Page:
|Welcome to the “My Place” page
My name is Scott
I run the Rope and Wire website.
My original idea for this page was to give those living in the country the opportunity to tell others about the things that made their farm or ranch so special.
Well, I’ve come to the conclusion that either no one likes to brag or no one lives on a farm or a ranch. Whatever the case, no one submitted an article so I felt it was high time to try something different.
So for now this will be literally “My Place.” I’ll use this page to post a western blog or short articles. They will either be mine, or possibly one from a contributing R&W community member.
The theme will remain Western but the content will change weekly, or there about.
If you click on any of the links to past blog's, you can return to this page by clicking on the My Place button across from my picture.
I hope you enjoy it but if not, might I suggest you “stroll the grounds.” Read a story or watch a movie.
Thanks for visiting.
I was watching my son play a video game the other day. The character was a knight and he rode this really nice white horse. As I watched I noticed on several occasions the knight mounted his horse from its right side.
Well I know a few things about horses and I caught this glitch in the program right away. I made the “mistake” of mentioning to my son that horses are always mounted from their left side, not the right as this knight was doing.
Here’s why I call this a mistake. I no sooner had the words out of my mouth when my son came back at me with that dreaded one word question. You know the one. It’s the “Lets see if he really knows what he’s talking about or is he just blowing smoke” question.
It’s the one that can make you look like a very knowledgeable and well-informed dad…or an idiot who doesn’t know what he’s talking about.
My kids and I have a great relationship. I encourage them to question statements I or anyone else may make if they feel they need more information or an explanation of something they don’t fully understand. Asking questions is a good way to learn and it keeps people on their toes.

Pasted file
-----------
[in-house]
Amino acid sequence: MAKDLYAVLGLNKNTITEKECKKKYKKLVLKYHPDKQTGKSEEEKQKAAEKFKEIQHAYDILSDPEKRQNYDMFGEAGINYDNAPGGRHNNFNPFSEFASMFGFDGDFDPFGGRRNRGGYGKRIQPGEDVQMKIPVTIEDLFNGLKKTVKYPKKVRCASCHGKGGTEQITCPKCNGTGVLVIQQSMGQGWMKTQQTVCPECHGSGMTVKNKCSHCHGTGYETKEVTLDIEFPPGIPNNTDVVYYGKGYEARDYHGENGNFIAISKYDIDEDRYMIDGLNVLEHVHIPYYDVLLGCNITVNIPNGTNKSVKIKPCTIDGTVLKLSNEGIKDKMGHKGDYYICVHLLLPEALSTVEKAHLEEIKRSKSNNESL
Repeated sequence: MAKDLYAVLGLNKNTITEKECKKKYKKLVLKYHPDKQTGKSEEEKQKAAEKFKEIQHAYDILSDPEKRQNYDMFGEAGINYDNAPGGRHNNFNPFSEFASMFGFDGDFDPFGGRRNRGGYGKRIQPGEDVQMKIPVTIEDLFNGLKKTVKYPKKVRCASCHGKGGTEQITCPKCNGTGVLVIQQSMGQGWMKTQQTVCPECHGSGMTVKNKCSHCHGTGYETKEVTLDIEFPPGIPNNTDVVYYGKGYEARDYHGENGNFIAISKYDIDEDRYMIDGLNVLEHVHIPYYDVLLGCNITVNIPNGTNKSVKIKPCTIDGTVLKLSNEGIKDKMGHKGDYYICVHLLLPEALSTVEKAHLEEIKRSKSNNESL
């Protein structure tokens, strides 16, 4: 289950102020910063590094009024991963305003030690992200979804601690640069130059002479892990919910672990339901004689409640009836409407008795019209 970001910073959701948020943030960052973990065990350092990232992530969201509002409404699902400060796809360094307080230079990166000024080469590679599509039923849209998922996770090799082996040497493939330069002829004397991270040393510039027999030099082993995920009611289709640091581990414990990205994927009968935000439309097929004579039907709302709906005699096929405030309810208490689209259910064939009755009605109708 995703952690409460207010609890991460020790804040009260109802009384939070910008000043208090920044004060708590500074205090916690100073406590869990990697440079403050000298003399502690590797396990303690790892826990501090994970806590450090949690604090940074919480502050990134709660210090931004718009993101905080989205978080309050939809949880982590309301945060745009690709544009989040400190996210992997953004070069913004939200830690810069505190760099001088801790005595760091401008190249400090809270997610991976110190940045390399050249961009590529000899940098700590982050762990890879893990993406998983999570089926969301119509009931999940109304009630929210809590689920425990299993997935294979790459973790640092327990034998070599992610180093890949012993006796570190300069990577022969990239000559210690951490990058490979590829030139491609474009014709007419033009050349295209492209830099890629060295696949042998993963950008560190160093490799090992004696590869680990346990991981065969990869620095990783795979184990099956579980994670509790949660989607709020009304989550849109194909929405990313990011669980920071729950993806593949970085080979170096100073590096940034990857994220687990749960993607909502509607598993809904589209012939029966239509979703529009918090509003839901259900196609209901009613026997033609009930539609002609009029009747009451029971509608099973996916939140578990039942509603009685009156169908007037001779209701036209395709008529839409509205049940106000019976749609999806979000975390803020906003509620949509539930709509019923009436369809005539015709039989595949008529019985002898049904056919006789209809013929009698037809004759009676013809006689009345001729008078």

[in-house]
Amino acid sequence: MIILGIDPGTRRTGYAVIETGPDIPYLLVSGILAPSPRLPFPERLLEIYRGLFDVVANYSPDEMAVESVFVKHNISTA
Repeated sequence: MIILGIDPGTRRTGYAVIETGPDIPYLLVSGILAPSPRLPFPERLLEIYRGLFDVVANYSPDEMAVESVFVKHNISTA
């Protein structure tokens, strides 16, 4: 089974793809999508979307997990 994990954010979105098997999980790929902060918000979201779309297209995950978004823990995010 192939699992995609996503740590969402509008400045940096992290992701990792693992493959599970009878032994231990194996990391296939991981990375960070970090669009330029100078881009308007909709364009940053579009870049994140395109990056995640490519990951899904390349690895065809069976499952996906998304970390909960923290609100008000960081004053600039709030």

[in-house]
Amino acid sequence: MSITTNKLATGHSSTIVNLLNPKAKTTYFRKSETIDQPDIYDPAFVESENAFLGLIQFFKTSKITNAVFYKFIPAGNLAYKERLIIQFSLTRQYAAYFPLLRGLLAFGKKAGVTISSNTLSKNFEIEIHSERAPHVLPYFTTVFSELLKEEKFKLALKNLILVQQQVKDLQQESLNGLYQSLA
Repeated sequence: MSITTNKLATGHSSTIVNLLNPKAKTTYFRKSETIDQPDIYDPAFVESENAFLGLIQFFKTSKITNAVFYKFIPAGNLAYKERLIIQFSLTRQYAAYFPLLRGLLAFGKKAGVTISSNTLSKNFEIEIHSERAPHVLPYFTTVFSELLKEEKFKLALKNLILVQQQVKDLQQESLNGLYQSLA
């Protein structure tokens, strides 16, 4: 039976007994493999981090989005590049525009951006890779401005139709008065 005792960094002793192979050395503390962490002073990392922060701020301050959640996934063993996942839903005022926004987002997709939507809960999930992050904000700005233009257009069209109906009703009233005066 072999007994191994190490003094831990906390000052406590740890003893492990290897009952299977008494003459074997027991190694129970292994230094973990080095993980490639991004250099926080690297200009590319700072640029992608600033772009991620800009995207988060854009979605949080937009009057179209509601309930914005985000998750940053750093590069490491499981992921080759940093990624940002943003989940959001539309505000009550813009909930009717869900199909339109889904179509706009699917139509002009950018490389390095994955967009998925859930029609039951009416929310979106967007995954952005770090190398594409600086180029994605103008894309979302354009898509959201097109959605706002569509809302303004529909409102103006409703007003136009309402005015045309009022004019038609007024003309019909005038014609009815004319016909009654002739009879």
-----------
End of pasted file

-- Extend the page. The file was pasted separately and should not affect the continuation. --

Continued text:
Anyhow, I knew the question was coming. I could see that look on his face and I was not prepared to give him a good answer. The old standard “Because that’s the way its always been done” just wasn’t going to cut it.
That’s when he let it out…”Why?”
The best I could do on the spur of the moment was to turn it into a fun moment for us. So I tilted my head slightly and jokingly said, “I think I hear your mother calling me” and I headed down the stairs.
He yelled after me “Ya right dad, she’s not even home!”
“I have good ears.” I yelled back as I headed down the hall to my computer. I needed to do some homework.
A short time later I was back with the answer and some newfound knowledge. It was a lighthearted moment. My son had caught me making a statement I couldn’t respond to and we both learned something in the end.
Question: Why are horses mounted from their left side?
Answer: First lets look at it from the horse’s point of view.
Ever since horses have been on this earth they have been the hunted, not the hunter. It’s part of their nature to be aware of potential danger and detect dangerous predators. Their eyes are set well on the sides of their head and their vision is close to 360 degrees. They have what is called monocular vision, which means they see two fields of vision at once, one out of each eye. What a horse knows on it’s left side isn’t necessarily what it knows on its right side, at least until it learns. Its instinct is to be suspicious of anything new that has been introduced into its environment. Consequently, a horse that has consistently been mounted on its left side has learned that this action is not a danger and will remain docile but if this same horse is approached or mounted from the right side it will see this as an unfamiliar event. Survival mode kicks in and it may instinctively spook.
So what does this have to do with mounting a horse on it’s left side as opposed to it’s right? The short answer is “tradition.” But there’s more to it than that.
The practice most likely originated when sword-toting warriors first began riding horses. For the most part they wore their swords on their left side, since that would be the easiest way for a right-handed swordsman to pull it from its scabbard. So if you're wearing your sword on your left side, you would naturally want to mount your horse on its left, since otherwise the sword would get in the way when you threw your leg over it’s back as you were mounting. This would most likely cause the horse to spook.
This seems to be the general thinking on why we traditionally mount a horse from it’s left side and it does make a certain amount of sense, at least up to the point where we stopped wearing swords. That’s where tradition enters the picture and maybe a touch of good old standardization. It’s true, we are creatures of habit and most of us don’t take too well to change. Plus, common sense says that if everyone mounts from the same side, nobody gets a nasty surprise when they try to mount an unfamiliar horse from the “wrong” side.
Makes perfect sense to me.